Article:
In the public sector I came across a wide range of attitudes. Some community leaders expressed a disdainful attitude toward the public, to the loin of stating the public in general are too stupid to recycle properly. Other community leaders that I spoke with, those directly responsible for the environmental affairs of the community, were clearly most interested in perpetuating and expanding their positions, with no view towards efciency. One big city ofcial, without even listening to what I had to say, simply accused me of having something to sell, and turn away without further interest in hearing about any potential solutions to the problems. On the other end of the spectrum I spoke with public servants who are dedicated to preserving the environment, and doing so with the wisest use of public funds.!

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The attitudes of the waste haulers I spoke with varied similarly to those in the public sector. Some are interested in getting the job done efciently. Others are only in prot and perpetuating costly and inefcient systems.! Some end users of used oil were very helpful and informative. Some welcome the opportunity to recycle used oil bottles, others do not.! A lot of the environmental groups I spoke with are caught in a struggle to survive, always seeking funding, never really getting any permanent solutions to anything established.! There is a cross-section of the emotional levels of society represented in the people I spoke with during my research. I heard from the apathetic, the antagonistic, the mildly interested, the enthusiastic and just about everyone in-between. When it comes to resolving this problem some people wont do anything one way or another, to help or hinder implementing a solution.

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Others will attack, not just this solution, but any solution. It seems to be in their nature. Some will agree with proposals but wont be motivated to act. Some will claim they are to busy to do anything, even though they are on the public payroll and were hired to deal with these issues. Some are ready to go but lack the funding.!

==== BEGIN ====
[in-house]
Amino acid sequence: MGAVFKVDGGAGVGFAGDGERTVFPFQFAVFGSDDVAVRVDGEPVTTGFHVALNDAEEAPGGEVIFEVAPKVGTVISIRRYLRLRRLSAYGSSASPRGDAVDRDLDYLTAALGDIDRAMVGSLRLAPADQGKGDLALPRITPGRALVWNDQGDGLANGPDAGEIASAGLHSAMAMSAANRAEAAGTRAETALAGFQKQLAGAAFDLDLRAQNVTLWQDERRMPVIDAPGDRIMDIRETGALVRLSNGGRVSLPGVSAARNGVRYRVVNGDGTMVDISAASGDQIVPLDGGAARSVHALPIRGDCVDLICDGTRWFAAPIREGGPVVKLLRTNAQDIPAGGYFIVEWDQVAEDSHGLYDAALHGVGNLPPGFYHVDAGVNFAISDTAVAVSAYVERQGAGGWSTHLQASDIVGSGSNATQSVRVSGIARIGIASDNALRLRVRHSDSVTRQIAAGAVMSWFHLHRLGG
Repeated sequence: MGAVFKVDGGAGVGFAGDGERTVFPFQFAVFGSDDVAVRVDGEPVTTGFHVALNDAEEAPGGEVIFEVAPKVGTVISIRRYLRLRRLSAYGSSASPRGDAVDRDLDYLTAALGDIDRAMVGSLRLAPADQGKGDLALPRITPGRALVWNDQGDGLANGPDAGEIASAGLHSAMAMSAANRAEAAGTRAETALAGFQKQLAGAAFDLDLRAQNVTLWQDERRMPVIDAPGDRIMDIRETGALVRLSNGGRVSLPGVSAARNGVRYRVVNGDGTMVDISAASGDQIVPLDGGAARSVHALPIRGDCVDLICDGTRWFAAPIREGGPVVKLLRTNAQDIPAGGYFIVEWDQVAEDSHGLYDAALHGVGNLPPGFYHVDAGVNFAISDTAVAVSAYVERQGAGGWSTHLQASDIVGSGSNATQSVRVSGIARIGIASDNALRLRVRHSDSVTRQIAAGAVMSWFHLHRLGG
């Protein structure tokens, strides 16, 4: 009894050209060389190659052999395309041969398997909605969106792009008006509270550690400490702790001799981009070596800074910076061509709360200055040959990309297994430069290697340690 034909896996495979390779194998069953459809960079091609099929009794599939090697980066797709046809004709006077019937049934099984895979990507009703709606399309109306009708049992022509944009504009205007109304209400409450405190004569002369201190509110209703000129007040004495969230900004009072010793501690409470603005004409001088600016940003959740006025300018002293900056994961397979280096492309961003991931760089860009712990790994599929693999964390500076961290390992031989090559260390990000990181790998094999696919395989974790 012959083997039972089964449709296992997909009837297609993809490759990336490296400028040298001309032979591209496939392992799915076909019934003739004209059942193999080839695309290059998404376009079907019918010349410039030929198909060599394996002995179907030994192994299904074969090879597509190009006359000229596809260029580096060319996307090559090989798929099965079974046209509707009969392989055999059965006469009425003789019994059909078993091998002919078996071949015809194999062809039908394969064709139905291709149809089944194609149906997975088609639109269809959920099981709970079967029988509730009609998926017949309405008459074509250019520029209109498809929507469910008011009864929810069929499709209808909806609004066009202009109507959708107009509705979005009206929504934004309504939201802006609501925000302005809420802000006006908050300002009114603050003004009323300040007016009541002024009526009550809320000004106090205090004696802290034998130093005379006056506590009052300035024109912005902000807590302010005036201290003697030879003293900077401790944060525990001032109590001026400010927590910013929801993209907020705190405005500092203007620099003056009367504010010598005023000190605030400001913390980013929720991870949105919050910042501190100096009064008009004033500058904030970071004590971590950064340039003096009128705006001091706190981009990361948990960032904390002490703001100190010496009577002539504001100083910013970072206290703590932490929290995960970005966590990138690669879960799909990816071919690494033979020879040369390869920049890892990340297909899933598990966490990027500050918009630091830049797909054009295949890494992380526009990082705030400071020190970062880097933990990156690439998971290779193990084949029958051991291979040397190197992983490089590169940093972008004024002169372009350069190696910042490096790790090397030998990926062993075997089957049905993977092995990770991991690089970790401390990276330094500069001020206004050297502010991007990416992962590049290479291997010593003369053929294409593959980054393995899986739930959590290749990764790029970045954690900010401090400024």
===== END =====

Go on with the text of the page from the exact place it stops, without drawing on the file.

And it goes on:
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Those in a position to prot most from recovering hundreds of millions of gallons are the large volume end users, the re-reneries and large volume consumers of it. A minimum number of these end users, scattered across the continent, when properly equipped, could consume all the OCR used oil in North America.! By focusing on establishing these outlets by providing the funding to t them with the necessary equipment, they will in turn be able to most efciently establish collection points for DIY used oil. Curbside collection programs will be able to generate more used oil through increased participation and lower their costs at the same time. Point of purchase return will be able to expand greatly, with the greatest inuence of market forces to increase participation.! Going about solving the problem in this fashion resembles putting a carrot in front of a mule to get him to move in the desired direction, instead of getting behind him and pushing.! Funding, through government grants, should be used to overcome the largest risk in implementing this system, which is installing the equipment to handle very large volumes of OCR used oil.! ! Putting in the infrastructure for the described OCR used oil collection system will be much less costly than trying to expand the existing used oil recycling system to accommodate the tens of millions of DIYs in the country,. For the same amount o money it costs to install a bulk oil holding thank that only holds a few hundred gallons of oil, we can buy a roll-off container that can hold several thousand gallons of OCR oil. Where a bulk tank can accommodate DIYs in an area limited by practical driving distances for the DIY, a roll-off container and OCR can accommodate DIYs over a much, much larger area, through retail return, which is already covered by the warehouse distribution system.!

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! ! ! Collecting Small Volumes Of OCR Used Oil! ! ! !